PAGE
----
This house, at 3022 Wyoming, has always fascinated me. Now, after doing some research, it intrigues me even more. City records state that the Mansard roofed house, which sits all the way on the alley line, allowing for a huge front yard, was built in 1858. It appears on Compton and Dry, so it is at least from 1875 or earlier. But what is even more interesting is that it has a flounder addition to the east, which city records state was built in 1868.
Compton and Dry frustratingly shows the house from the back, but the addition is clearly visible, and there is the slightest intimation of a Mansard roof on the front. I suspect, if the house really is from 1858, that the roof, which did not really become popular in St. Louis until after the war, was added in the 1870s. Therefore, the central hall house was a much older farmhouse.
Updated on January 21, 2016 with better Compton and Dry image.
Additionally, the original house and addition have been separated into two parcels, with two different owners! And while this Sanborn map shows the property in 1903, city records show in that year that a house was built on the front of the property with the flounder addition. So interesting!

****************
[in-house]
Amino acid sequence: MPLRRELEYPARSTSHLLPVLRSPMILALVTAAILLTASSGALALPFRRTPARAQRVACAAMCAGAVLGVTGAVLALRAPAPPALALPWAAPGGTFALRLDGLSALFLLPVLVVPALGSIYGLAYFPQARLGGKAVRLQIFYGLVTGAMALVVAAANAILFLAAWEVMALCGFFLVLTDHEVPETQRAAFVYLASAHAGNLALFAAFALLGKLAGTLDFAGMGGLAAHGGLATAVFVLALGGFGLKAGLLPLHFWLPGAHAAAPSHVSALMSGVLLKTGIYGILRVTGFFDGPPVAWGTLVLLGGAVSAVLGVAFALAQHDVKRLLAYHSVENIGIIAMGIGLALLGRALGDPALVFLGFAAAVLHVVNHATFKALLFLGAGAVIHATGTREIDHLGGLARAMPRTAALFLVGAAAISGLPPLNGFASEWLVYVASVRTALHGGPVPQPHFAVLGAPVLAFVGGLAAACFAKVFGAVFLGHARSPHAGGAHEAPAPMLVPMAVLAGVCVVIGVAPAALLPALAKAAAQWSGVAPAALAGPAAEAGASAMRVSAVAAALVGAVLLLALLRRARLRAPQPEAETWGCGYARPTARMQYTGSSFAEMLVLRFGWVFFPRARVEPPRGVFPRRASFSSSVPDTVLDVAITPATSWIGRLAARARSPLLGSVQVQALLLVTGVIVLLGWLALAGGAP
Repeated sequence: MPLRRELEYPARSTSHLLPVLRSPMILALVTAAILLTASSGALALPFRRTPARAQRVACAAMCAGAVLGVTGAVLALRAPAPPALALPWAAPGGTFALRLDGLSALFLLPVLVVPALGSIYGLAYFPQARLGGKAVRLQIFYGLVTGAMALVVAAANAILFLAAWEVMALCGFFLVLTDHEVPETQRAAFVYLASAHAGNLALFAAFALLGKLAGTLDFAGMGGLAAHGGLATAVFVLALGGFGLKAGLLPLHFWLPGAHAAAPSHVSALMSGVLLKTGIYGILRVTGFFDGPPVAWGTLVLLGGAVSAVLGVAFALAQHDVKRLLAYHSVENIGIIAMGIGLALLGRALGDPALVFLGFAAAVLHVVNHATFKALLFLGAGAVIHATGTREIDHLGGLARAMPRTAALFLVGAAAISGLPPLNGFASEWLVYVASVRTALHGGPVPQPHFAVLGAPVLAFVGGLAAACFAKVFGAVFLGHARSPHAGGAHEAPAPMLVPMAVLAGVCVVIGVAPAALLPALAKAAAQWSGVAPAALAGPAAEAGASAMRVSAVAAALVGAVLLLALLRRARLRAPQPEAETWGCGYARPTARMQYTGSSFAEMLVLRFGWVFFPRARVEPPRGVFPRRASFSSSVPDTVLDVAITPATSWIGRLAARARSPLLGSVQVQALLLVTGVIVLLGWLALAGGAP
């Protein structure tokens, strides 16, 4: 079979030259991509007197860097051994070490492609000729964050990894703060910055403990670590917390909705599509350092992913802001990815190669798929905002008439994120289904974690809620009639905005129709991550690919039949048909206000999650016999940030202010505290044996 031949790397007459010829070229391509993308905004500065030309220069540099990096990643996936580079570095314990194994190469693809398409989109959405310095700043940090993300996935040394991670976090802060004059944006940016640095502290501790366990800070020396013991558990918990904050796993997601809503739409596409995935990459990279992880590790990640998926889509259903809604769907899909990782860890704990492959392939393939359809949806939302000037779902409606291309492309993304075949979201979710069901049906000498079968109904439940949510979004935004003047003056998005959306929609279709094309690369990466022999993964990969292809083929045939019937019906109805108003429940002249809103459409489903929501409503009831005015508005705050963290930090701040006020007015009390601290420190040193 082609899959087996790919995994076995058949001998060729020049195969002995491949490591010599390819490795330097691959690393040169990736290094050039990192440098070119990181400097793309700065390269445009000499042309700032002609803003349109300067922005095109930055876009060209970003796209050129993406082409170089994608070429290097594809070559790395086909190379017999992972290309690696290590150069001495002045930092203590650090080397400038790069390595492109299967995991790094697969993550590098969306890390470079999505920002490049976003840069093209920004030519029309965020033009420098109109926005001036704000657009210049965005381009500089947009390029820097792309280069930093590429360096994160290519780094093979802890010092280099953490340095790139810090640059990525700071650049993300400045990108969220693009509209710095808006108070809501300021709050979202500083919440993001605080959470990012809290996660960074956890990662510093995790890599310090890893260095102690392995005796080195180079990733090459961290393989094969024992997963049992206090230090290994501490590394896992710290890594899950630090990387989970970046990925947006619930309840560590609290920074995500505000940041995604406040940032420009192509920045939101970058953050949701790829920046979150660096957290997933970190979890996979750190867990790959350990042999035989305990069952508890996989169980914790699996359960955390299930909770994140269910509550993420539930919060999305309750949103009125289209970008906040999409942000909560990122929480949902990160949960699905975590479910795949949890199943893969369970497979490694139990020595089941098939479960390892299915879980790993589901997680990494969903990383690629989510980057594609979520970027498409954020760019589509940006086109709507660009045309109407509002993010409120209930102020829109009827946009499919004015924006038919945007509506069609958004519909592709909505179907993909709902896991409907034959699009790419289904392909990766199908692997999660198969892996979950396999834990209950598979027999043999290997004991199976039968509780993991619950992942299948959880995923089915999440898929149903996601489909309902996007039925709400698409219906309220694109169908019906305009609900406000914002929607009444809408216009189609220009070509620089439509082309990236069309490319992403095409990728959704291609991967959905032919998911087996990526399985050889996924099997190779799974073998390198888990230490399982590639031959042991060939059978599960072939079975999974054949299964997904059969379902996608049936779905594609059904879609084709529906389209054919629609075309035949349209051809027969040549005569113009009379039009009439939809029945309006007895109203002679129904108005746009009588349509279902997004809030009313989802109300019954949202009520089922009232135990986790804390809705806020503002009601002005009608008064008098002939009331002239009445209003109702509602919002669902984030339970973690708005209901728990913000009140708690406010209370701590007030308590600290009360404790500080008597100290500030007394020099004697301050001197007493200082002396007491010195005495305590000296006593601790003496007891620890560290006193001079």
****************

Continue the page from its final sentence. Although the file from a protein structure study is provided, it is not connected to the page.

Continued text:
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Really interesting. Does the dotted line on the main building on the Sanborn map indicate the mansard roof? Or the original footprint of the “central hall” you refer to? I’m a little confused about why you call this a “mystery house.”
Quick suggestion — might be a good idea to include a compass-style “this-direction-is-North” arrow when you use blown-up small sections of Compton and/or Dry and Sanborn. Maybe place the compass arrow either on or next to the map images. (And perhaps rotate the images such that they are oriented similarly.) That way, when you use an expression like “to the east,” the viewer can see exactly what you mean.
Dashed line represents a Mansard roof. And yes, point taken about directions, the Sanborn has east on the top. It’s a mystery because I want to know why it was built so far out in the countryside at such an early date.
I almost commented about this house on yesterday’s post; I’ve always been fascinated by this house but couldn’t for the life of me remember what street it was on…
Doesn’t C+D show a 3 story building? The mansard building is only two stories.
it shows 3 levels of windows on the atlas, and 2B on the sanborn map, which means 2 stories on a raised basement. i imagine the ground level was lower then, than it is now, before buildup of paved roads and sidewalks. it probably presented like a 3 story bldg…
Thanks John. I was wondering about the “2B” too.
Love the way Chris presents the current house along with its known history as represented by available maps. Urban geography/sociology.
You think road/sidewalk/sewer added 5-6 ft of soil around the building? Wouldn’t the brick go down lower if that were the case? And why would the basement be called a basement if it’s above ground?
Oh, oh, I have an easy explanation for the appearance of the three stories: that house sits right on the border of two plates of the Compton and Dry, and therefore it doesn’t match up perfectly.
I have a post with the key for Sanborns; I wish there was a way I could permanently post it over on the right menu for you all to easily access: